July 8, 2011 – In a dismal trend for CIOs, bean counters are increasingly dominating technology decisions at companies, a Gartner study released this week has found.
The survey of 344 CFOs and other senior financial executives found that CFOs alone authorized 26 percent of all IT investments during the past year, while CIOs alone authorized only 5 percent of IT investments. Of course, this is the CFOs' version of the world. According to John Van Decker, the Gartner research vice president who conducted the study, CIO studies show more of a bias toward CIOs being in charge. However, year over year, CFOs demonstrate that they're controlling IT purse strings more each year. This year's survey, for example, found that 42 percent of IT organizations report directly to the CFO, and 33 percent of IT organizations report to the CEO.
“In some cases, this is the result of the economic shift, the need to manage IT as a cost center,” says Van Decker. “With limited funds available for investment and with companies being careful about where they do invest, CFOs are inserting themselves into the process to make sure each IT project provides value, especially if it involves an increase in head count.”
This is not necessarily a bad thing, Van Decker believes. “Ultimately technology is owned by every business area, it’s the role of the CIO to bring together and coordinate the projects,” he says. “It shouldn’t be the role of the CIO to ultimately make the decisions about which projects are going to be done.”
The survey results varied slightly with company size. In companies with less than $50 million in revenue, 47 percent of IT departments report to the CFO. Fifty-eight percent of companies with revenue of more than $50 million and less than $250 million have IT departments that report to the CFO, while 46 percent of companies with $1 billion or more in revenue have IT reporting to the CFO.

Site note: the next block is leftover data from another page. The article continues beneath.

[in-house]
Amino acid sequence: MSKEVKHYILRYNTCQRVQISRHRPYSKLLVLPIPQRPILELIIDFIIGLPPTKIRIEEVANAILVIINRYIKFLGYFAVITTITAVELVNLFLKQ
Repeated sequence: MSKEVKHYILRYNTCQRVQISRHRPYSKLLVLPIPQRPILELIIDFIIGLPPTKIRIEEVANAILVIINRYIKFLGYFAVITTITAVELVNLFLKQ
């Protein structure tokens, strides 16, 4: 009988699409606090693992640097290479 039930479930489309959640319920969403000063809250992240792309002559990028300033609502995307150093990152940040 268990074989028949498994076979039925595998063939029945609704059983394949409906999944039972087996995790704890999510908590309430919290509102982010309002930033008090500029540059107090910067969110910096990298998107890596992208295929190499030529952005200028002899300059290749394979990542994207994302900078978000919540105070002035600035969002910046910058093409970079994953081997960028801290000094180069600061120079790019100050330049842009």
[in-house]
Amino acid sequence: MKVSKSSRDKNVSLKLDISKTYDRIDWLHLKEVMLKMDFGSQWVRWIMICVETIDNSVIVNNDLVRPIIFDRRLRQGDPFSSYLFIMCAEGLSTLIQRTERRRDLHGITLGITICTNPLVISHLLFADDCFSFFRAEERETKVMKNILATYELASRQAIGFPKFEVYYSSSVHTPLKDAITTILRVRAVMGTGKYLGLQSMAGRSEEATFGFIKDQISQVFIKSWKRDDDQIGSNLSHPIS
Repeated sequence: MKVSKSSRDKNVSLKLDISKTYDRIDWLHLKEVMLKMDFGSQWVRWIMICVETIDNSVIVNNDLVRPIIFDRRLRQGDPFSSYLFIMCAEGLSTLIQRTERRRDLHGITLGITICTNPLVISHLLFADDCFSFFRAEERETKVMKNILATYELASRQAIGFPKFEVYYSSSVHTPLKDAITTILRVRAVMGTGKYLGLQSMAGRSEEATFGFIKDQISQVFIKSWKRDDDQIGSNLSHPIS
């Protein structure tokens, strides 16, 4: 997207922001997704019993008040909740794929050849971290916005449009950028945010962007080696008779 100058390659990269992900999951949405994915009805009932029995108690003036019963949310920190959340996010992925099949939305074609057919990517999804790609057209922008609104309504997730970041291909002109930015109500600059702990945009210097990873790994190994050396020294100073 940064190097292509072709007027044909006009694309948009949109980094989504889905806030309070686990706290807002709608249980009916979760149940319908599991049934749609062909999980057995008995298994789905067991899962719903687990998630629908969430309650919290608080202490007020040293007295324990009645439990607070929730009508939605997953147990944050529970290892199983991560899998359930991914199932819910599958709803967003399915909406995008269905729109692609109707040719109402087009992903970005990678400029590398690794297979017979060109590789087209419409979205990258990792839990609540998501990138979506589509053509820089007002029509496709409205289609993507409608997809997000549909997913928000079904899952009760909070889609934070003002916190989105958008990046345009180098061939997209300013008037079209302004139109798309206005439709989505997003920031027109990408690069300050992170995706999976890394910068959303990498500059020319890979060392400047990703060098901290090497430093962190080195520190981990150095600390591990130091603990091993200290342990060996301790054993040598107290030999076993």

The survey also found that senior financial executives expect IT spending to recover conservatively in 2011, with 38 percent of respondents saying that they do not expect this growth to reach the level experienced before the recession in 2008. Forty percent see the level of growth consistent with 2010; just 6 percent expect the economy to rebound this year beyond 2008 levels.
When it comes to how CFOs are making IT investments, 72 percent said they will invest where they see a competitive advantage driven by IT. Business intelligence (BI) is the top technology initiative selected by 65 percent of senior financial executives, while 46 percent ranked enterprise business applications, such as enterprise resource planning (ERP) and integrated financial management solutions, as investment priorities. When viewed within the larger scope of operations' infrastructure, however, business applications (30 percent) were seen as more important than BI (23 percent) in 2011.
At 41 percent of organizations, CFOs believe IT is appropriately funded for 2011, and 31 percent said that IT has the technological capability to move the firm forward. However, only 30 percent said that IT truly fulfills its mission; 70 percent do not believe that IT is providing business benefits. Furthermore, only 32 percent of CFOs said they see the CIO as a strategic partner.
Only 47 percent of survey respondents viewed IT as being strategic, while 28 percent said IT fulfills what is asked of it. Thirty-five percent of organizations see IT as being a strategic driver of business performance; 8 percent view IT as a key contributor to the enterprise's competitive position; and 4 percent see it as transformational.
This story originally appeared on Bank Technology News.
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